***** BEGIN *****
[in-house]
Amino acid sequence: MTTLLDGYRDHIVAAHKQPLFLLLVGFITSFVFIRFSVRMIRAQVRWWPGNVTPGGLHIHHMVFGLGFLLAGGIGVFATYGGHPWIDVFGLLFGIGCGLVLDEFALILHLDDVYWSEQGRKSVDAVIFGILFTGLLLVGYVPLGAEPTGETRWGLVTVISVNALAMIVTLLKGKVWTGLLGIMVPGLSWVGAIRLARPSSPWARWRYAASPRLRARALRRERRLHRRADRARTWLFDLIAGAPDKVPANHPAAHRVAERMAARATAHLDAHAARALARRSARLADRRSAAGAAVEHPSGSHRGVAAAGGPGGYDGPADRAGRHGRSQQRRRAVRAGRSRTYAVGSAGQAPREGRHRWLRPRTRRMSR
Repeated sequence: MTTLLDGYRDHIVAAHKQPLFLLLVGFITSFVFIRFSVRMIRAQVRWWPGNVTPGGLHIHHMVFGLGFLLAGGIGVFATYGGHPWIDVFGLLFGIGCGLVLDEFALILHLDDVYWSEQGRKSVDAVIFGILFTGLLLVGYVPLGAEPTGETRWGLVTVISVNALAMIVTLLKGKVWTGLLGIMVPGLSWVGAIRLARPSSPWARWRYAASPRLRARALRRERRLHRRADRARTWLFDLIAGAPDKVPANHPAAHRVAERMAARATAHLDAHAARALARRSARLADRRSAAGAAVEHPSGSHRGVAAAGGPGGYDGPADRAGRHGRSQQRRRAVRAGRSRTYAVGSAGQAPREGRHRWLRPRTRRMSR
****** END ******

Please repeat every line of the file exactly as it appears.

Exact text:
[in-house]
Amino acid sequence: MTTLLDGYRDHIVAAHKQPLFLLLVGFITSFVFIRFSVRMIRAQVRWWPGNVTPGGLHIHHMVFGLGFLLAGGIGVFATYGGHPWIDVFGLLFGIGCGLVLDEFALILHLDDVYWSEQGRKSVDAVIFGILFTGLLLVGYVPLGAEPTGETRWGLVTVISVNALAMIVTLLKGKVWTGLLGIMVPGLSWVGAIRLARPSSPWARWRYAASPRLRARALRRERRLHRRADRARTWLFDLIAGAPDKVPANHPAAHRVAERMAARATAHLDAHAARALARRSARLADRRSAAGAAVEHPSGSHRGVAAAGGPGGYDGPADRAGRHGRSQQRRRAVRAGRSRTYAVGSAGQAPREGRHRWLRPRTRRMSR
Repeated sequence: MTTLLDGYRDHIVAAHKQPLFLLLVGFITSFVFIRFSVRMIRAQVRWWPGNVTPGGLHIHHMVFGLGFLLAGGIGVFATYGGHPWIDVFGLLFGIGCGLVLDEFALILHLDDVYWSEQGRKSVDAVIFGILFTGLLLVGYVPLGAEPTGETRWGLVTVISVNALAMIVTLLKGKVWTGLLGIMVPGLSWVGAIRLARPSSPWARWRYAASPRLRARALRRERRLHRRADRARTWLFDLIAGAPDKVPANHPAAHRVAERMAARATAHLDAHAARALARRSARLADRRSAAGAAVEHPSGSHRGVAAAGGPGGYDGPADRAGRHGRSQQRRRAVRAGRSRTYAVGSAGQAPREGRHRWLRPRTRRMSR